The U.S. government created a simple model called ChooseMyPlate to help us eat a balanced diet and get the nutrients our bodies need. Dr. David Rock, executive director of the NeuroLeadership Institute and Dr. Daniel Siegel, executive director of the Mindsight Institute and clinical professor at the UCLA School of Medicine, created something similar called The Healthy Mind Platter. It contains 7 daily activities that contribute to mental health and strengthen connections with other people.
The seven essential mental activities are:
Focus Time. When we closely focus on tasks in a goal-oriented way, taking on challenges that make deep connections in the brain.
Play Time. When we allow ourselves to be spontaneous or creative, playfully enjoying novel experiences, which helps make new connections in the brain.
Connecting Time. When we connect with other people, ideally in person, or take time to appreciate our connection to the natural world around us, richly activating the brain's relational circuitry.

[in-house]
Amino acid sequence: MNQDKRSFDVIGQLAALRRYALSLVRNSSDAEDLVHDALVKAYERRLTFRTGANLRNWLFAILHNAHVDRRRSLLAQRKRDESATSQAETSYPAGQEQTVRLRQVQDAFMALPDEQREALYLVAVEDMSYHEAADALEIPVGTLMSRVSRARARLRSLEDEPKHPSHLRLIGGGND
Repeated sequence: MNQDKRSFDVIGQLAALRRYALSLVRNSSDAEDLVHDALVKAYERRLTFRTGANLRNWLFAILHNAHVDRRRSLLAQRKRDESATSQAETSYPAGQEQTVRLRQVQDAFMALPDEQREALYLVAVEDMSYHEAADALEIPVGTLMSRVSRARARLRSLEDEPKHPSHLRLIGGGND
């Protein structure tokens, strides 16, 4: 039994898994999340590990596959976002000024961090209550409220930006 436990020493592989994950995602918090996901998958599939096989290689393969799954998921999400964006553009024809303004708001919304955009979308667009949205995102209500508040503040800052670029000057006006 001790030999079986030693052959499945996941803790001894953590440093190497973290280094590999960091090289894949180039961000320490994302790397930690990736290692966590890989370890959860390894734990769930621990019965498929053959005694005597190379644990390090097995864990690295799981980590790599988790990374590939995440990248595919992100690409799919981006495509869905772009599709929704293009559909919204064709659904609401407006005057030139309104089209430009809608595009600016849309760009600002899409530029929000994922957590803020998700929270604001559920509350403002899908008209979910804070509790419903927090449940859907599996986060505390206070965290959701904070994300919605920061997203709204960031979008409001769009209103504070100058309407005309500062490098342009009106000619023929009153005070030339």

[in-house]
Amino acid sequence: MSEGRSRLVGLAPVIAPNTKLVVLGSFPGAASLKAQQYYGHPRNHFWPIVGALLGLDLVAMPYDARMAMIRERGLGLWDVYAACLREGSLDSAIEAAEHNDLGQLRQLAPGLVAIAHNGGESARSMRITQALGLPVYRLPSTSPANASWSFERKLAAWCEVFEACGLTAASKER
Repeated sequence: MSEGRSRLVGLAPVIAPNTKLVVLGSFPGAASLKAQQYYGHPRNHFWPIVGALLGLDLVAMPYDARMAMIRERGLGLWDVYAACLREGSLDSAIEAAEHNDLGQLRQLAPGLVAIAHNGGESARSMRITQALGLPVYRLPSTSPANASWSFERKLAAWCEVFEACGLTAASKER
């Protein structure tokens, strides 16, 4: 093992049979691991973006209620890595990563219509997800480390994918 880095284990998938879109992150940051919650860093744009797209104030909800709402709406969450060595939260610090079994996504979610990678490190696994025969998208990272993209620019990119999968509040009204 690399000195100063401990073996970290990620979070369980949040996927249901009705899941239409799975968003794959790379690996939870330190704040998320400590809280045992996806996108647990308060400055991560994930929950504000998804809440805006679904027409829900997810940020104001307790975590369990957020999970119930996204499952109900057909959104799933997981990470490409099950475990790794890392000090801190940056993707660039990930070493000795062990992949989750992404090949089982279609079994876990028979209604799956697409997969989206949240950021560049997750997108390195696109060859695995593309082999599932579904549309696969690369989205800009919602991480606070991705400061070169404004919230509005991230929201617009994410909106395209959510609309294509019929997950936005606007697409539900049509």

Physical Time. When we move our bodies, aerobically if medically possible, which strengthens the brain in many ways.
Time In. When we quietly reflect internally, focusing on sensations, images, feelings and thoughts, helping to better integrate the brain.
Down Time. When we are non-focused, without any specific goal, and let our mind wander or simply relax, which helps the brain recharge.
Sleep Time. When we give the brain the rest it needs to consolidate learning and recover from the experiences of the day.
There’s no specific recipe for how much of each activity is needed for wellness. Like eating a balanced diet, it’s good to get a variety of these activities each day.